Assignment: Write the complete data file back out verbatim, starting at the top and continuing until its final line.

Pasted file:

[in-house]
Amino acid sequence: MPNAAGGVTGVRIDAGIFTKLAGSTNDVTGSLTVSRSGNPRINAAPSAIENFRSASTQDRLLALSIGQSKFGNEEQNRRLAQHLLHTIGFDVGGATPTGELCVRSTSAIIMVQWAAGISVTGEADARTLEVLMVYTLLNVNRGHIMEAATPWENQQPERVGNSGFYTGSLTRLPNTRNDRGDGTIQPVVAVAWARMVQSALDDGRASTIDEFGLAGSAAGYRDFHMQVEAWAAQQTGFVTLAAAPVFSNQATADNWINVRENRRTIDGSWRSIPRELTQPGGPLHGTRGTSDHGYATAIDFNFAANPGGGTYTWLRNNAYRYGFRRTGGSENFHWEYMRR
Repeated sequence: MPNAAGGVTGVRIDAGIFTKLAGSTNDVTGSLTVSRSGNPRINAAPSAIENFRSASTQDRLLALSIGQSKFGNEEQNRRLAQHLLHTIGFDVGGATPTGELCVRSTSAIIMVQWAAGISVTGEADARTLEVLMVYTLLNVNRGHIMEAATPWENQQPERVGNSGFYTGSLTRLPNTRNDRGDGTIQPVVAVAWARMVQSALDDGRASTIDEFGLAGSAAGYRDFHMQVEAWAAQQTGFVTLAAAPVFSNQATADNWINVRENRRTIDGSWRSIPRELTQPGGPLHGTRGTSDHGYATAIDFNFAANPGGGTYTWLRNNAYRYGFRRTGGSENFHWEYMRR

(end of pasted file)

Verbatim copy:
[in-house]
Amino acid sequence: MPNAAGGVTGVRIDAGIFTKLAGSTNDVTGSLTVSRSGNPRINAAPSAIENFRSASTQDRLLALSIGQSKFGNEEQNRRLAQHLLHTIGFDVGGATPTGELCVRSTSAIIMVQWAAGISVTGEADARTLEVLMVYTLLNVNRGHIMEAATPWENQQPERVGNSGFYTGSLTRLPNTRNDRGDGTIQPVVAVAWARMVQSALDDGRASTIDEFGLAGSAAGYRDFHMQVEAWAAQQTGFVTLAAAPVFSNQATADNWINVRENRRTIDGSWRSIPRELTQPGGPLHGTRGTSDHGYATAIDFNFAANPGGGTYTWLRNNAYRYGFRRTGGSENFHWEYMRR
Repeated sequence: MPNAAGGVTGVRIDAGIFTKLAGSTNDVTGSLTVSRSGNPRINAAPSAIENFRSASTQDRLLALSIGQSKFGNEEQNRRLAQHLLHTIGFDVGGATPTGELCVRSTSAIIMVQWAAGISVTGEADARTLEVLMVYTLLNVNRGHIMEAATPWENQQPERVGNSGFYTGSLTRLPNTRNDRGDGTIQPVVAVAWARMVQSALDDGRASTIDEFGLAGSAAGYRDFHMQVEAWAAQQTGFVTLAAAPVFSNQATADNWINVRENRRTIDGSWRSIPRELTQPGGPLHGTRGTSDHGYATAIDFNFAANPGGGTYTWLRNNAYRYGFRRTGGSENFHWEYMRR